As he did with the Sixers' job earlier this offseason, Collins flirted with the idea of returning to the sideline but ultimately couldn't resist staying in the relatively blissful world of basketball broadcasting. All in all, that's good for basketball fans because I think Collins is as good as it gets when it comes to NBA color commentators. A little over the top sometimes, but outstanding nonetheless.
So after Collins informed Pistons president Joe Dumars that he was no longer pursuing the job, a source familiar with the situation confirmed, it is now clearly Johnson's job to lose. The former Mavericks coach makes sense on so many levels. Dumars has stated that he wants a more experienced coach. Johnson was a winner in Dallas, and by now he's had time to reflect on some of the things he did wrong -- primarily being too rigid. The third box the Pistons can check off is that Johnson is still getting paid by the Mavericks next season, so he comes at a discount. For similar reasons, I believe Sam Mitchell will get the job in Minnesota. Dollars and cents and past success equals a new opportunity for both. Stay here for updates.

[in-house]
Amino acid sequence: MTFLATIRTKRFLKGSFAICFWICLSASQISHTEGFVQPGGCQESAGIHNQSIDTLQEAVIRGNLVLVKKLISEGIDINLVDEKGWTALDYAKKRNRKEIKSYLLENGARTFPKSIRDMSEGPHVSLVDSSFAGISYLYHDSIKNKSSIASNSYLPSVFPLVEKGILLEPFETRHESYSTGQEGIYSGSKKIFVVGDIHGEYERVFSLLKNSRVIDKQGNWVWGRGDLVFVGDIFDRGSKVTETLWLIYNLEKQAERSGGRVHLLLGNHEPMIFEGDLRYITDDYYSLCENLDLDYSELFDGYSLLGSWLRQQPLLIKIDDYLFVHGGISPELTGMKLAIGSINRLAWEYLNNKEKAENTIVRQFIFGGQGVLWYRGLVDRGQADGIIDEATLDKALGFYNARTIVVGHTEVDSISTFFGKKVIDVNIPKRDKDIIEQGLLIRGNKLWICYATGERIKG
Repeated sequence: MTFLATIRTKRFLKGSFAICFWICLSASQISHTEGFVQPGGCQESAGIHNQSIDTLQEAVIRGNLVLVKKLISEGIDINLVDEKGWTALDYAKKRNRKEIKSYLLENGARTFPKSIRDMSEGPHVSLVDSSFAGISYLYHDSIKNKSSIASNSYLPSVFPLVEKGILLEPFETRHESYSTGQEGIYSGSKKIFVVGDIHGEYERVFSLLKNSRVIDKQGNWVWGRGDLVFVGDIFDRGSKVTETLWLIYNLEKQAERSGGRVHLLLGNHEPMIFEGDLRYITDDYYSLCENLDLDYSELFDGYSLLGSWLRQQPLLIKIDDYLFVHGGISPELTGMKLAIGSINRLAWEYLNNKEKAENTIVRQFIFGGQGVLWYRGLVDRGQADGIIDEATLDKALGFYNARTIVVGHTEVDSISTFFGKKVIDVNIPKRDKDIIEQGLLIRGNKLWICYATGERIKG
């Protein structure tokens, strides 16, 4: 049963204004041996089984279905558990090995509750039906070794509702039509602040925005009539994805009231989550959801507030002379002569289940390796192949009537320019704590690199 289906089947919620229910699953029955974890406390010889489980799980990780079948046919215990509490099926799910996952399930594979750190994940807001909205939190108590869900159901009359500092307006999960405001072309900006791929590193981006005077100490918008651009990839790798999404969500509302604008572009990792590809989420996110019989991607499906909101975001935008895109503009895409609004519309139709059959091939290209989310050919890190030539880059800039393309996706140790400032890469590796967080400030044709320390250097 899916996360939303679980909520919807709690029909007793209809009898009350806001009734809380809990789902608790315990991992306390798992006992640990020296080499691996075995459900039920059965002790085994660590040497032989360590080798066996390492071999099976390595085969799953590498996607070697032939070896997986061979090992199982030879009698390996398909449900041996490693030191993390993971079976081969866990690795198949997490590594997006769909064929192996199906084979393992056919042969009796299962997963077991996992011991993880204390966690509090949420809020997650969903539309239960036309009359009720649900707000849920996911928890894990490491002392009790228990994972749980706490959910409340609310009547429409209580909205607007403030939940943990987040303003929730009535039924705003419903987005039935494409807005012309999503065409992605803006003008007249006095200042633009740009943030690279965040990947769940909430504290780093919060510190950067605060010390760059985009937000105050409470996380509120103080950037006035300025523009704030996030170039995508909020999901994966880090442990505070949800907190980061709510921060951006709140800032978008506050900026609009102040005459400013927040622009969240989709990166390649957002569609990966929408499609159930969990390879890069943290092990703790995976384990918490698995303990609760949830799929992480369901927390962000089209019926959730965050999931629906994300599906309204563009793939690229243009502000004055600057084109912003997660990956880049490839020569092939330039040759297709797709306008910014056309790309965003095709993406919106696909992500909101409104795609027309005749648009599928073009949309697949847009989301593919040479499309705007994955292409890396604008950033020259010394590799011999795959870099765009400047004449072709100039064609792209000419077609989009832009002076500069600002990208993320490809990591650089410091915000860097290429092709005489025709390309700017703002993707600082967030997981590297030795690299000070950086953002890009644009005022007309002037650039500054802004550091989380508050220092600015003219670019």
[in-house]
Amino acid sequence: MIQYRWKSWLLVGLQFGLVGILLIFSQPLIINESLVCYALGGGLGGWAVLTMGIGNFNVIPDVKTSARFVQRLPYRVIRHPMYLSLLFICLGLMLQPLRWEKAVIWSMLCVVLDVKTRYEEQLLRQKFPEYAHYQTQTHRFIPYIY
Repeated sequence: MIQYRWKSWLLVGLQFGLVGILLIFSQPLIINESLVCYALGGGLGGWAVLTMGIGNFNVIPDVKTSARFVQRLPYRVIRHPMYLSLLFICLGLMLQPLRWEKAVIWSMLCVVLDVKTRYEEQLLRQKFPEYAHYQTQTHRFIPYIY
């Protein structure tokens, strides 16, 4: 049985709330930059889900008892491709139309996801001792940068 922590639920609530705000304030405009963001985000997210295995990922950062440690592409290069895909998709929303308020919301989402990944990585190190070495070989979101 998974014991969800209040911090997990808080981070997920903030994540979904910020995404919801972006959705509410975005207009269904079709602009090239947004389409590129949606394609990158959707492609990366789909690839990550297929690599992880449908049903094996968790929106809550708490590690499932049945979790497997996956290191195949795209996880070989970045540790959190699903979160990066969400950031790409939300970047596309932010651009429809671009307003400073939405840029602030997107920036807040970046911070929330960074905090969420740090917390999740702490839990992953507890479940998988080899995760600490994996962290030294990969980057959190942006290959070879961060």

Posted on: July 1, 2009 7:26 pm
Edited on: July 2, 2009 1:00 am
The Detroit Pistons struck first Wednesday, getting commitments from their top two free-agent targets, Ben Gordon and Charlie Villanueva.
Posted on: July 1, 2009 10:59 am
Eager to transform malaise from the salary-cap clearing Chauncey Billups trade into a new beginning, the Pistons believe they can land both Ben Gordon and Charlie Villanueva and are making their pitch on the first day of free agency, two people with knowledge of the situation confirmed to CBSSports.com.
Posted on: June 30, 2009 1:39 pm
Edited on: June 30, 2009 5:44 pm
As most of the NBA was expecting the Detroit Pistons to gear up for pursuit of several free agents, they fired their coach instead. Michael Curry will not return to coach the team next season, the Pistons announced in an email to the media.